These are the collections of my thoughts on sermons over the years. I may have left more questions than answers along the way. That's my intention. Sermons, like most theological reflections, are conversations between person(s) to God, and between persons to persons. It's an on going process. The gospel according to Jesus has been written in his LIFE and still goes on today…
The bible is full of the stories which were told thousands
years ago and thousand and thousand of miles away from either our home
land Taiwan or our current
residence in the United
States. They remain as stories until we view
them as our stories. Those stories are our stories. Then the light shines through our hearts and minds
and the impact is within us, right here and now.
When the prophet Nathan went to see King David and told him
a story of a very rich man who took a poor man’s one and only loving lamb,
roasted and served to his guest, David was furious over the rich guy (2 Samuel
12: 1-5). It was, to David, just a
story, one of their stories. Until David was
aware that it was exactly his own story, it did not do a thing to him.
And then Jesus told a parable (story) that there were two
men went to the Temple
to pray. One was a proud Pharisee and
the other was a corrupt tax collector (Luke 18: 10-14). When both left, one was
more blessed than the other.
he was. and then guess who we are.
Then that famous story begins with “A man had two sons…”
(Luke 15; 11-32) One could easily identify himself as either good old home bound
brother; the lost/dead and came back to life bad boy…or even as the waiting
The identities and the possibilities of the stories are
Just like the grace of the Lord, unlimited!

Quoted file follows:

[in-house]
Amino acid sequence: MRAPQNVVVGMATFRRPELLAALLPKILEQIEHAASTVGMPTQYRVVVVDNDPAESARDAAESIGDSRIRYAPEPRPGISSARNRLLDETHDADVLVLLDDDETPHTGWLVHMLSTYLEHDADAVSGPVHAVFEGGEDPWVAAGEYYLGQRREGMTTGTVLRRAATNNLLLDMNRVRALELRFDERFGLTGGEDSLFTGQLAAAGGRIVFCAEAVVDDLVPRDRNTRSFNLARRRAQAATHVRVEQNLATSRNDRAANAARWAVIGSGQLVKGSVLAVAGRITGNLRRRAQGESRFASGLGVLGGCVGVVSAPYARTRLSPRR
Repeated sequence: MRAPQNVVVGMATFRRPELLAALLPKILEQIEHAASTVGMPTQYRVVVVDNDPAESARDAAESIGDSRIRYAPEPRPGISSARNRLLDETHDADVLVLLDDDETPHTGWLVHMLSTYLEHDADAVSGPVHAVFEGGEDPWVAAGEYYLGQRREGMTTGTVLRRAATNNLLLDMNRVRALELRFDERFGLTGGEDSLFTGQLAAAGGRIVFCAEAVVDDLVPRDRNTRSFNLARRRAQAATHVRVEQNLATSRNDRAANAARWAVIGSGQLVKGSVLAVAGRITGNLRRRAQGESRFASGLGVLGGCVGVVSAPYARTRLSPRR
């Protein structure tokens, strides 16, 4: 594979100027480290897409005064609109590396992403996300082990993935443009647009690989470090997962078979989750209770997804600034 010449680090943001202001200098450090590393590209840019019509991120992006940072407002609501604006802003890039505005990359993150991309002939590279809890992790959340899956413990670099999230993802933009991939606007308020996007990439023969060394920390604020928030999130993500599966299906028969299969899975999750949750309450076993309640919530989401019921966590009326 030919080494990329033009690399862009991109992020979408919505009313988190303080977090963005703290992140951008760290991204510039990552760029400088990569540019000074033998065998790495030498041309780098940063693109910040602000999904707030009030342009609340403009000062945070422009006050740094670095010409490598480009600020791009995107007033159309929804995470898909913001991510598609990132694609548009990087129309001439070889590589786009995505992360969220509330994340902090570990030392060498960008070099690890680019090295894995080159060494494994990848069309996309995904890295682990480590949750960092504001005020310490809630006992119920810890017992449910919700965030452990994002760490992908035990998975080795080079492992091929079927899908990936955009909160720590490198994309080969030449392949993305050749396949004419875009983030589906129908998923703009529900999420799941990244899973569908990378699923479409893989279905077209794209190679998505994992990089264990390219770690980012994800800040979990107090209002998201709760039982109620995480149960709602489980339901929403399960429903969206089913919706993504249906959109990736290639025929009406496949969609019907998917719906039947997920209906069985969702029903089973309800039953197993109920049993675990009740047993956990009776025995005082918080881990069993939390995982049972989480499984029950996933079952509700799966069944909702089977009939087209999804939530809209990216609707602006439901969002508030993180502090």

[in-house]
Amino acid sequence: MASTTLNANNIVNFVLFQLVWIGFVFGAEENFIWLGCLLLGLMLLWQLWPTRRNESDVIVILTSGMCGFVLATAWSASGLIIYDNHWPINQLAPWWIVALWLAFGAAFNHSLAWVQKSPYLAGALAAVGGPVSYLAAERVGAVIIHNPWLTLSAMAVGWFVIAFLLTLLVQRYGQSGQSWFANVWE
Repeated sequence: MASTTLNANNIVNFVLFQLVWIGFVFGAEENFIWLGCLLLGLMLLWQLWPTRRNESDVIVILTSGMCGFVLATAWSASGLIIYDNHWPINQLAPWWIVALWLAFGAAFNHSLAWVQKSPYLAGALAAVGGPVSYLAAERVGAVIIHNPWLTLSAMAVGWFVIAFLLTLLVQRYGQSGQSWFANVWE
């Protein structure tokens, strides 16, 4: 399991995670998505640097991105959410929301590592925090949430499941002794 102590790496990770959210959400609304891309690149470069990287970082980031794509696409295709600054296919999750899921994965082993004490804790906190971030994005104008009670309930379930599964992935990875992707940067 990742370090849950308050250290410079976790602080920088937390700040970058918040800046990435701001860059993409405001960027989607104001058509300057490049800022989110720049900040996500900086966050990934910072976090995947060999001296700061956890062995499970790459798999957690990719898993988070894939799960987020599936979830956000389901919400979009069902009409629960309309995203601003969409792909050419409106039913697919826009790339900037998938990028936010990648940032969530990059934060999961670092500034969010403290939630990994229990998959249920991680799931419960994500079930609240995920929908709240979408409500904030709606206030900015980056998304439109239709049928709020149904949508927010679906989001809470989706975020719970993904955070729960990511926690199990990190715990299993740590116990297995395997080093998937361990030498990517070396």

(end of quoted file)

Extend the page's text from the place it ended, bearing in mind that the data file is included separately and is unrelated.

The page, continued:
Confession 1 -- I ask more questions than providing answers.
Confession 2 -- Since I completed my formal theological
training in the late 70’s I do not recall that I ever preach a sermon about the
justice of God.
The justice is there yet I could not comprehend enough to
put it into my sermons. It is still
hurting when I preach the love of God to His people (us) who more often turn
our back to Him. Yet it is more than I
could handle when I try to touch upon the subject of the justice of the Lord.
Take the following scriptures for example –
down all the firstborn in the land of Egypt, from the firstborn of Pharaoh who
sat on his throne to the firstborn of the prisoner who was in the dungeon, and
all the firstborn of the livestock.Pharaoh
arose in the night, he and all his officials and all the Egyptians; and there
was a loud cry in Egypt, for there was not a house without someone dead.
(Exodus 12: 29-30 NRSV)
said to Saul, “TheLordsent
me to anoint you king over his people Israel; now therefore listen to the
words of theLord.Thus
hosts, ‘I will punish the Amalekites for what they did in opposing the
Israelites when they came up out of Egypt.Now
go and attack Amalek, and utterly destroy all that they have; do not spare
them, but kill both man and woman, child and infant, ox and sheep, camel and
donkey.’ ” (1 Samuel 15: 1-3 NRSV)
Why would the first
born, the women, child and infant
(Egyptians, Amalekites or whoever) be included during the “war of revenge”?
Was it a divine justice or the human justice?
3.The Good News
Last winter I got a bad cold from a red-eye flight over the US continent
and lost just about all my voice a few days before my scheduled sermon at a
church. While visiting my doctor, she
advised me that I should not preach that coming Sunday, “Once you open your
mouth, there will be no good news but germs…”
She said seriously. I opened my mouth and closed immediately
without making a single comment.
As a preacher of the Presbyterian Church I used to utilize
the role of the “teaching elder” more than proclaim the good news in my
sermons. Then I remembered the TV
commercial called “where is the beef?” and I remembered that the congregations
tend to looking for the good news over the theological/biblical interpretation knowledge.
In the parable of weeds among the wheat (Matthew 13:24-30) Jesus used the power of the mercy over the punishment and allow weeds like us to be in His grace and survived surprisingly.
Take a look of the entire biblical characters, do we see any pure good wheat at all? From Adam/Eve, Abraham, Isaac, Jacob, David…all is as weed-looking as we are. Yet God used them just like He would use us if we let Him.
The good news is in the weeds as well as in the wheat.
We cannot exclude those who are not like us. And vice versa.
“Comfort, O comfort my people, says your God.” (Isaiah